The Hyundai Elantra I looked at was 0-60 in 35 seconds, and, merging on to the interstate, I was practically praying that it would get up to enough speed that I could set the cruise at 60 or 65 and not have to worry about getting run over by a tractor-trailer or a Mack dump truck.
In the Chevrolet Impala I looked at, it had six seats which was nice, but with the shifter on the steering column, I felt as if I was guiding the shifter through a maze.
The Chevrolet Malibu was too basic. It had air conditioning, but not even power seats or windows.
I did not want a Daewoo Laganza or Lanos It had no brand awareness, and I had heard one too many horror stories.
The Mitsubishi Lancer was too small, but I liked the Mitsubishi Galant. However, there is no dealer within 50 miles of my house or my work, which are 100 miles apart, one way.
The lack of a dealer network turned me away from the KIA Spectra, Optima, and Rio I looked at; pity, because I liked the KIA Spectra and KIA Optima. The KIA Rio was way too small on the inside of the cabin for my taste.
I liked the Ford Focus, but for my needs, it was too small.
The Ford Crown Victoria was too large and expensive, but I loved it.
I steered far, far away from the Mercedes-Benz C-Class Sedan and Wagon because of the known mechanical failures with the power equipment, power hardware, and engines.
A friend of mine had both the Pontiac Grand Prix and Pontiac Grand Am, but she said the Grand Prix got 15 miles to the gallon, that is if she was extremely lucky, and even then, she was a ‘hypermiler’. The Grand Am was too small on the inside.
The Mercury Sable's price tag was too heavy. Note: It is a mechanical twin of the Taurus, but with more equipment.
The Saturn SL2 and SW2 were not available as an automatic, as the dealer said. Had they been available with automatic transmissions, they would have gone head-to-head with the Taurus.
The Dodge Intrepid made me feel like I was looking over acres of dashboard, and the Chrysler Concorde (which I believe is the same mechanically as the Dodge Intrepid), had a huge blind spot in the back.
I could not see out the back of the Dodge Neon.
Oldsmobile's Alero had a very uncomfortable interior that sat too close to the ground.
I did not want a Volkswagen Passat, because I thought it looked too much like the block of cheese I would never drive.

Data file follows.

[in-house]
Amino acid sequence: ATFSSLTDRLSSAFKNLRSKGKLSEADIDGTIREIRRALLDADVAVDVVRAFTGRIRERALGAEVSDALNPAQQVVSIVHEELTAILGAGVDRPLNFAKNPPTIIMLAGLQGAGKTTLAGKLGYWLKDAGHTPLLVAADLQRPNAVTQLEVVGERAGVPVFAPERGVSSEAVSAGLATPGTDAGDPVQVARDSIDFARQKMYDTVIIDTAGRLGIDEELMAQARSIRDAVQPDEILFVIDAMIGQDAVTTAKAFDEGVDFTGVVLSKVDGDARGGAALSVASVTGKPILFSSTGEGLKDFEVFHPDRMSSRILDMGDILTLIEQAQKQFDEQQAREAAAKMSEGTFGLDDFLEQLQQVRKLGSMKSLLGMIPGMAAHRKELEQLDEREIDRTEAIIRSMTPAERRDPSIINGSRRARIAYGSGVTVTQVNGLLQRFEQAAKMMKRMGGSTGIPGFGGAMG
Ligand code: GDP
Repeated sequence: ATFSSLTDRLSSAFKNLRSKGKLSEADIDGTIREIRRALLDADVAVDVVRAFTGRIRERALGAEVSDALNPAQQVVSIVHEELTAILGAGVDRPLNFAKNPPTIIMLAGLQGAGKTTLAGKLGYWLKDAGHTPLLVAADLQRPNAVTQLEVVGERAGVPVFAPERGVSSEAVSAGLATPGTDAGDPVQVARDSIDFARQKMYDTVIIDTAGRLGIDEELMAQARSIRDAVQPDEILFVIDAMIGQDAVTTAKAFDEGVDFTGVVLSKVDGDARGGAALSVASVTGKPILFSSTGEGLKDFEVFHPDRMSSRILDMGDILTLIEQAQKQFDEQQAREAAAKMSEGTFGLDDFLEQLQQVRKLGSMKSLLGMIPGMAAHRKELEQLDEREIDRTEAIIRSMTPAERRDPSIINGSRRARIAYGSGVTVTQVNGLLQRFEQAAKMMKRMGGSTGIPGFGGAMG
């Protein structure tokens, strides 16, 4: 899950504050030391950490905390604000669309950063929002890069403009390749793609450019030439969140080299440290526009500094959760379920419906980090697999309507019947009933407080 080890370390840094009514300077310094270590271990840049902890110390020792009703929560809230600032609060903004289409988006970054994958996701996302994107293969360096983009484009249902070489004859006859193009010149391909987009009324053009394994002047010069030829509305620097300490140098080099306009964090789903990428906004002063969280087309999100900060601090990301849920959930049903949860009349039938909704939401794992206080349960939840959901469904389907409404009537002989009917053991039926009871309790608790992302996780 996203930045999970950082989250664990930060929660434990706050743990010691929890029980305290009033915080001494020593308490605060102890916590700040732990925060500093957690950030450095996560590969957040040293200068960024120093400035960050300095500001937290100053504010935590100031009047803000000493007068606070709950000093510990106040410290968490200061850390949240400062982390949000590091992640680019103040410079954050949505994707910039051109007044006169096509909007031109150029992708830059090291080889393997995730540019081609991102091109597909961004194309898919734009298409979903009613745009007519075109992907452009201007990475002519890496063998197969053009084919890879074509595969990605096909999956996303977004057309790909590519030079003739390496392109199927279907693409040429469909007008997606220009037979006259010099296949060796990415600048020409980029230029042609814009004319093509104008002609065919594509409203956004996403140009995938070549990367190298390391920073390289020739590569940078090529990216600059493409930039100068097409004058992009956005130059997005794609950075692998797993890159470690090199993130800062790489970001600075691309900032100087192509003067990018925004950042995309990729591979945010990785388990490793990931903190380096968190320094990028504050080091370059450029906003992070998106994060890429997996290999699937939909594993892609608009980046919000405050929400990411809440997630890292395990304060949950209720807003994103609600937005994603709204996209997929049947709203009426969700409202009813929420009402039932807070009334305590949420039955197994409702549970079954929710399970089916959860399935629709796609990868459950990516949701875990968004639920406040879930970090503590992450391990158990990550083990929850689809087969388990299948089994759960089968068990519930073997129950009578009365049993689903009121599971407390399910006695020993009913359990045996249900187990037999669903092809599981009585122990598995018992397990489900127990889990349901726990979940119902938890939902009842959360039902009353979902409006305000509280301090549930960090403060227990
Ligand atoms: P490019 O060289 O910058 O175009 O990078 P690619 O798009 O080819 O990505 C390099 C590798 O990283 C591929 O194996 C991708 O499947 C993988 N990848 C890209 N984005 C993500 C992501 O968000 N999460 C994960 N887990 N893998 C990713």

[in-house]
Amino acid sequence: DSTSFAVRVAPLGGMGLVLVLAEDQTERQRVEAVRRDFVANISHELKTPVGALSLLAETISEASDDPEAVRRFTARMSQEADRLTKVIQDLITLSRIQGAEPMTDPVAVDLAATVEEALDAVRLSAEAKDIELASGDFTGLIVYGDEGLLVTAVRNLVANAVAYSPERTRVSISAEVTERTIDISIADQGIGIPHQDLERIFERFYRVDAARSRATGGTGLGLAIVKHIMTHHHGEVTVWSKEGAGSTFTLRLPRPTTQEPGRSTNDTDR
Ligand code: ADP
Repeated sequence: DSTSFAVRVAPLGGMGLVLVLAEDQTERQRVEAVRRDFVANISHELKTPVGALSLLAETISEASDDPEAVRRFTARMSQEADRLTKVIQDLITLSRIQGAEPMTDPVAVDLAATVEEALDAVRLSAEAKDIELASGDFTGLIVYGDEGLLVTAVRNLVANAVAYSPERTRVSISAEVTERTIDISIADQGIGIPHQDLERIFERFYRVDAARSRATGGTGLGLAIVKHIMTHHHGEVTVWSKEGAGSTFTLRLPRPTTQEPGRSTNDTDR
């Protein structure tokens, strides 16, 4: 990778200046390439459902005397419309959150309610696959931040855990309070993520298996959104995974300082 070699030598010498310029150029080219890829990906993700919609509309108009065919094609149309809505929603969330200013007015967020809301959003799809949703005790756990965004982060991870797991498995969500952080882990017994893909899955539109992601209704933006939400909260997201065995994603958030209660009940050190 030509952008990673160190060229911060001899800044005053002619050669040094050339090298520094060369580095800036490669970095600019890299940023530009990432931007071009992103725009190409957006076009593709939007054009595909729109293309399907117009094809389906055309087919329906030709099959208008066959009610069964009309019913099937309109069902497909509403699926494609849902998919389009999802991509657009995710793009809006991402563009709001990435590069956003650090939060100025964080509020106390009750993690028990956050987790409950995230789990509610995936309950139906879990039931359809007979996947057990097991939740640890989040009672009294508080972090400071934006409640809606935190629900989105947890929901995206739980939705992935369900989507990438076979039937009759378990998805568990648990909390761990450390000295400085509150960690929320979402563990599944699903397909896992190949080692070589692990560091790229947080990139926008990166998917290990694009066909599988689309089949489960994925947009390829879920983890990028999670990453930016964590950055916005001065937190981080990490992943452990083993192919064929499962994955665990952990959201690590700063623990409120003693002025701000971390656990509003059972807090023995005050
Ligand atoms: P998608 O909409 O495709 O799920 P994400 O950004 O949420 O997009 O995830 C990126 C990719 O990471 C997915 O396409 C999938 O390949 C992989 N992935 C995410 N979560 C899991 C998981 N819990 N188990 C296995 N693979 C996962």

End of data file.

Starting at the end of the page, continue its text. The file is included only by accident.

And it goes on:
I sampled the Subaru Legacy sedan, which was uncomfortable, the Outback, which was worse (both taking premium fuel to go), and the Forester, which was very thirsty and lacked power.
I tried the Mazda Protégé, which felt like sitting in my bath tub in my house, the Mazda 626, which was too pricey, and the Mazda3 and Mazda6, (the latter two I liked).
It was ultimately down to the Mazdas and the Taurus (which I own today). Again, had the Saturns been available with automatic transmissions, I would have also considered them in a higher regard. I chose the Taurus, obviously, because of the incentives of being a repeat buyer (1970 Ford Country Squire until 250K, 1980 Pontiac Le Mans, 1987 Pontiac Le Mans, 1993 Ford Escort until 305K, and 1999 Ford Taurus until 168K), and the fact that all of my Fords had held up well.
I have a few gripes and suggestions about to Ford for improving the car:
1) The little windows behind the back door should open- this would help for ventilation and would make the car look cool if they vented outward. I once saw that on a 1990’s Volvo sedan.
2) The car lacks an auto up window control for the driver, and the passenger needs, in my opinion, an auto down for the passenger side window. I understand this is not a luxury car, but, seriously, its not a bad idea.
3) I think that the rear passenger windows should go all the way down for the rear passengers, not just halfway. I understand that this is a safety device so kids cannot escape, but come on Ford, give us ¾ to work with instead of ½ to work with.
4) When I set the car in Overdrive, the transmission shifts in a clunky way. I drive in Overdrive about 95% of the time; the only times I am in first are in heavy snow (large amount on road), exiting the interstate, and descending down a steep hill.